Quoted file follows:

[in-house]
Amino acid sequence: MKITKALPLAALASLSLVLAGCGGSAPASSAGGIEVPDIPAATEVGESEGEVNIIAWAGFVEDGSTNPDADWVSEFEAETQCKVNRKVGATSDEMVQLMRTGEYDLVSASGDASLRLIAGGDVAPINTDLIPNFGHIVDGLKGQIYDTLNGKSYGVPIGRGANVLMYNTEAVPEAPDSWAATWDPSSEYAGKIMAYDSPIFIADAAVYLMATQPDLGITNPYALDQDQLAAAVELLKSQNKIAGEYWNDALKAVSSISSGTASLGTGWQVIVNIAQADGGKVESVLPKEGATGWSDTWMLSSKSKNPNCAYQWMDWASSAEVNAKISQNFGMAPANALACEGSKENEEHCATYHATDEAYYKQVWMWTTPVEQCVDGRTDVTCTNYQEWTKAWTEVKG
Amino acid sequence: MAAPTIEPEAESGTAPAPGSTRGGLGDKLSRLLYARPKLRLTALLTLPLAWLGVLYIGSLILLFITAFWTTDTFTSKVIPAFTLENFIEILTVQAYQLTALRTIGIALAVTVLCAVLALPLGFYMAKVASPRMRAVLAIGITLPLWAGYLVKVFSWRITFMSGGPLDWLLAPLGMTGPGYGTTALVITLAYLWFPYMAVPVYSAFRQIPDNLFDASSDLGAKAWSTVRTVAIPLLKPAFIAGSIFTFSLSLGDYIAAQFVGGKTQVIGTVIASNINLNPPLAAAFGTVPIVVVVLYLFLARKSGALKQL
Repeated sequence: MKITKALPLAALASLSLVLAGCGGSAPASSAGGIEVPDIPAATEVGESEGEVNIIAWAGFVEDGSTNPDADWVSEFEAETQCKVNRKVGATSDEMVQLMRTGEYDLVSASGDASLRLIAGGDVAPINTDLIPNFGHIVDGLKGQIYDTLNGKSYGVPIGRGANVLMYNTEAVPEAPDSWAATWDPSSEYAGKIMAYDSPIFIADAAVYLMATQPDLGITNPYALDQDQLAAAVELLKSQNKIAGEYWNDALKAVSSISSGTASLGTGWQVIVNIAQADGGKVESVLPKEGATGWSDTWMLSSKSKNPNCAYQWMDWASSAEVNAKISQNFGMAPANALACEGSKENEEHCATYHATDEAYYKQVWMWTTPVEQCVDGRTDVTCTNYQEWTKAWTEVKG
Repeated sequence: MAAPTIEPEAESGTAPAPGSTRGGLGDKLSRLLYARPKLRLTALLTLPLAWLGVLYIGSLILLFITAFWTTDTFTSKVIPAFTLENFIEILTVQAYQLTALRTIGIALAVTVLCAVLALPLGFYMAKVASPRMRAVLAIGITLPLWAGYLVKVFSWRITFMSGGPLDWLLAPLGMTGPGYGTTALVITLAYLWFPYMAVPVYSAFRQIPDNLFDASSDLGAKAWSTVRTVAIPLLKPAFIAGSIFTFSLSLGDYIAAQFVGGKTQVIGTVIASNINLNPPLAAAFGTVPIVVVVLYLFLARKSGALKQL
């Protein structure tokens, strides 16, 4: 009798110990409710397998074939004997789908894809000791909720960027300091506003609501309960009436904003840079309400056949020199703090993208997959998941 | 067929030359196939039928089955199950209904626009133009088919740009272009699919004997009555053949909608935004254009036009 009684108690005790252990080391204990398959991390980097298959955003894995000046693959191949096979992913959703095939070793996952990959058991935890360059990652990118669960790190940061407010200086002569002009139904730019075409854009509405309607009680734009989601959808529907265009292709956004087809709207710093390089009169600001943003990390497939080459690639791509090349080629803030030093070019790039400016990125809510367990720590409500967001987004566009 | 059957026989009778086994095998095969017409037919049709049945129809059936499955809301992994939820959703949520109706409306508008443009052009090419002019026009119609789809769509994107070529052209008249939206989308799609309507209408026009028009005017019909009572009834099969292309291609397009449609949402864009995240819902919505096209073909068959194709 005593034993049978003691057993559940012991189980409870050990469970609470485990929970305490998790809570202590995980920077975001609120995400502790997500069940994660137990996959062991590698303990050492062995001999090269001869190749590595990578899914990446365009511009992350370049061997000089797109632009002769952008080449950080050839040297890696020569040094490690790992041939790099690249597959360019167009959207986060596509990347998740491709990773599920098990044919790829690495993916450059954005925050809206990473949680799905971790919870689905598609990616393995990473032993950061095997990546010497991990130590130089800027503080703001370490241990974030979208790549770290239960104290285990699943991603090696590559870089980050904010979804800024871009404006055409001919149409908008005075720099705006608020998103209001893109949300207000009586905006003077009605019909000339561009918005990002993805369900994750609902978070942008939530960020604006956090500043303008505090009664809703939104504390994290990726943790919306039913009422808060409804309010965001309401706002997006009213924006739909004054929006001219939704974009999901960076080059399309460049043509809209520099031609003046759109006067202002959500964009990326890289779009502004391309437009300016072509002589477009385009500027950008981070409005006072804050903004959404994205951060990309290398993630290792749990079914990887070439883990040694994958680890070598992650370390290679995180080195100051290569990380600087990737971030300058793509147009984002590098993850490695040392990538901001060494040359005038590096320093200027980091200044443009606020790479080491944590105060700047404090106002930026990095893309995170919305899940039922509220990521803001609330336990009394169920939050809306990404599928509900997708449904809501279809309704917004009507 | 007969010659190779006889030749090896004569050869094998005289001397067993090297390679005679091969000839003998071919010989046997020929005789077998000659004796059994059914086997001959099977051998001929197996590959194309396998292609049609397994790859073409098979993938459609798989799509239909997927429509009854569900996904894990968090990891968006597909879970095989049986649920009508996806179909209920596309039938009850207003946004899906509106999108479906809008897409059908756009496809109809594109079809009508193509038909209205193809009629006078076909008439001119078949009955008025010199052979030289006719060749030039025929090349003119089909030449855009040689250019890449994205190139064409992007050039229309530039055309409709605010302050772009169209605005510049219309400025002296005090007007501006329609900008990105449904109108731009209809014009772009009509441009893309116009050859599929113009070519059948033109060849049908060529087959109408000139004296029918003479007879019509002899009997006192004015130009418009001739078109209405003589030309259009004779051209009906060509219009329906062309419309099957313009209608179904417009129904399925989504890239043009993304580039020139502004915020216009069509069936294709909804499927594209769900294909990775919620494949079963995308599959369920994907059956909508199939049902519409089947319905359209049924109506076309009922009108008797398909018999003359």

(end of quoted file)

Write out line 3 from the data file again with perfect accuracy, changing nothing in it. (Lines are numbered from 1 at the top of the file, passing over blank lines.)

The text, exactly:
Amino acid sequence: MAAPTIEPEAESGTAPAPGSTRGGLGDKLSRLLYARPKLRLTALLTLPLAWLGVLYIGSLILLFITAFWTTDTFTSKVIPAFTLENFIEILTVQAYQLTALRTIGIALAVTVLCAVLALPLGFYMAKVASPRMRAVLAIGITLPLWAGYLVKVFSWRITFMSGGPLDWLLAPLGMTGPGYGTTALVITLAYLWFPYMAVPVYSAFRQIPDNLFDASSDLGAKAWSTVRTVAIPLLKPAFIAGSIFTFSLSLGDYIAAQFVGGKTQVIGTVIASNINLNPPLAAAFGTVPIVVVVLYLFLARKSGALKQL